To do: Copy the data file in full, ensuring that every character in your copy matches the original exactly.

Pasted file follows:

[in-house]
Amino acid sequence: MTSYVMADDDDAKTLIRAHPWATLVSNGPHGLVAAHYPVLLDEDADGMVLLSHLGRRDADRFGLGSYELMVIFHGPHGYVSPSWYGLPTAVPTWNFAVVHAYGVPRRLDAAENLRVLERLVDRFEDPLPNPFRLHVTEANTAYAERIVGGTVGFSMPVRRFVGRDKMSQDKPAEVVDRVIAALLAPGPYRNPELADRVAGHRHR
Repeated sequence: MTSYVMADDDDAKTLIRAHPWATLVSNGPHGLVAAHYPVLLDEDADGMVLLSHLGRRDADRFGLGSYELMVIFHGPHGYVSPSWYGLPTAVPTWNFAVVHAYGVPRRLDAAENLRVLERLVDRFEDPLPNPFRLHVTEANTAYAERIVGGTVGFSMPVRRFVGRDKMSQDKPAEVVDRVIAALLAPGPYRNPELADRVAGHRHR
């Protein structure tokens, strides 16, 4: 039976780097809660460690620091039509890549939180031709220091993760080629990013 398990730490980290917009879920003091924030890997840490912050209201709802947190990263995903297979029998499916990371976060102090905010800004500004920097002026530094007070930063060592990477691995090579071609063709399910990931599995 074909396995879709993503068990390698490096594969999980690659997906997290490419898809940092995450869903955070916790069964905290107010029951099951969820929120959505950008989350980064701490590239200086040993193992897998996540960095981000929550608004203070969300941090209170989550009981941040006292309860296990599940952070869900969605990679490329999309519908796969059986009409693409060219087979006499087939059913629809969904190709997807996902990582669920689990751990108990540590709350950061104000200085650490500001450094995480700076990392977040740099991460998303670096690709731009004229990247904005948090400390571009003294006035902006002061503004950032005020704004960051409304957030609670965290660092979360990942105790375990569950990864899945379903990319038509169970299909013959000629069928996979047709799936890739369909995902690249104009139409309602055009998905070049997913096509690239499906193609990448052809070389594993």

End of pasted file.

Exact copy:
[in-house]
Amino acid sequence: MTSYVMADDDDAKTLIRAHPWATLVSNGPHGLVAAHYPVLLDEDADGMVLLSHLGRRDADRFGLGSYELMVIFHGPHGYVSPSWYGLPTAVPTWNFAVVHAYGVPRRLDAAENLRVLERLVDRFEDPLPNPFRLHVTEANTAYAERIVGGTVGFSMPVRRFVGRDKMSQDKPAEVVDRVIAALLAPGPYRNPELADRVAGHRHR
Repeated sequence: MTSYVMADDDDAKTLIRAHPWATLVSNGPHGLVAAHYPVLLDEDADGMVLLSHLGRRDADRFGLGSYELMVIFHGPHGYVSPSWYGLPTAVPTWNFAVVHAYGVPRRLDAAENLRVLERLVDRFEDPLPNPFRLHVTEANTAYAERIVGGTVGFSMPVRRFVGRDKMSQDKPAEVVDRVIAALLAPGPYRNPELADRVAGHRHR
């Protein structure tokens, strides 16, 4: 039976780097809660460690620091039509890549939180031709220091993760080629990013 398990730490980290917009879920003091924030890997840490912050209201709802947190990263995903297979029998499916990371976060102090905010800004500004920097002026530094007070930063060592990477691995090579071609063709399910990931599995 074909396995879709993503068990390698490096594969999980690659997906997290490419898809940092995450869903955070916790069964905290107010029951099951969820929120959505950008989350980064701490590239200086040993193992897998996540960095981000929550608004203070969300941090209170989550009981941040006292309860296990599940952070869900969605990679490329999309519908796969059986009409693409060219087979006499087939059913629809969904190709997807996902990582669920689990751990108990540590709350950061104000200085650490500001450094995480700076990392977040740099991460998303670096690709731009004229990247904005948090400390571009003294006035902006002061503004950032005020704004960051409304957030609670965290660092979360990942105790375990569950990864899945379903990319038509169970299909013959000629069928996979047709799936890739369909995902690249104009139409309602055009998905070049997913096509690239499906193609990448052809070389594993």